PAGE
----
Los Angeles Business Journal
After several years of double-digit rate hikes for property and casualty insurance, residents and business owners finally may be in for some relief.
The rising stock market, which has an inverse impact on insurance rates over time, as well as other factors are helping stem further increases in homeowners, automobile and general business premiums.
“We think we have seen the top of the market, and might be at the beginning of a disciplined downhill slide,” said David Fuhrman, a commercial insurance broker at Marsh Inc. He runs the firm’s middle-market practice in Los Angeles.
While evidence is mostly anecdotal, insurers are clearly feeling relief after a three year bear market and losses from the 2001 terrorist attacks, both factors in recent rate hikes.
One of the first indications of a softening market came last month when State Farm Insurance Cos., California’s market leader in homeowners insurance, partially lifted a moratorium on writing new policies that it had imposed in 2002. A few weeks later, another homeowners carrier announced a rate cut.
Meanwhile, Mercury General Corp., a leader in the automobile segment, has indicated it probably won’t raise rates next year, while a recent survey indicates that rate hikes for general business insurance are finally tailing off.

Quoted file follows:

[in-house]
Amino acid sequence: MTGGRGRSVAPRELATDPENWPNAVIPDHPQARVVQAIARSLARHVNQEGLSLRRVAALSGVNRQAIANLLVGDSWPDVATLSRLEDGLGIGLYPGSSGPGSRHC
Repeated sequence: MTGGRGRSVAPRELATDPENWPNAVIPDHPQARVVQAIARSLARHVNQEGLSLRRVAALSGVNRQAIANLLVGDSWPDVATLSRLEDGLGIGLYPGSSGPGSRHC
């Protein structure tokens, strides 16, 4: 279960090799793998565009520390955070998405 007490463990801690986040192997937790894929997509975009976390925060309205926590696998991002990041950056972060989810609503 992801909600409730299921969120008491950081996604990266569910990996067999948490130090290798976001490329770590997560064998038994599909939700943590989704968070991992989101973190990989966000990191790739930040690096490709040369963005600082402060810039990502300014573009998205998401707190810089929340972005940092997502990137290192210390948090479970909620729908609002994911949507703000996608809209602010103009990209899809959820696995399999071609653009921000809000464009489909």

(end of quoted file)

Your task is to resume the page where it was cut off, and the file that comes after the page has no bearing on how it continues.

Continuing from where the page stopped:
Two years of hikes
Rate relief would come none too soon for both businesses and homeowners after at least two years of rate hikes that in some commercial lines topped 200 percent. Even at those rates, certain coverage was difficult to find.
The hikes generally have been blamed on a tendency for insurers over the past decade to write policies that lost money on a strict underwriting basis–meaning the premiums did not cover losses–while more than making up for it on their investment returns.
That strategy came to a halt after the dotcom bubble burst, taking the stock market down with it. At the same time, the terrorist attacks and other natural disasters dealt the worldwide insurance market another blow, while a spate of mold claims affected homeowner insurers.
Now, many of those problems have been worked through, so after years of successive rate increases insurers are finally able to make money on a pure underwriting basis. In addition, for the first time in almost three years the stock market is sustaining a rally.
“The insurance industry operates on a cycle,” said Douglas Heller, an insurance specialist with the Foundation for Taxpayer & Consumer Rights. “When investment opportunities are strong, they want premium dollars to invest, and when the market is weak they want to close the doors.”
Some sectors of the market are still under pressure, most notably in healthÃ‚Â insurance. It is considered unusual in the industry because it is driven by other factors, such as hospital and drug costs. It’s still seeing double digit rate increases.
Another problem market: workers’ compensation, though in California recent reform legislation prompted Insurance Commissioner John Garamendi to recommend a 15 percent rate cut next year. There is a debate whether the reforms will actually support his targeted cuts.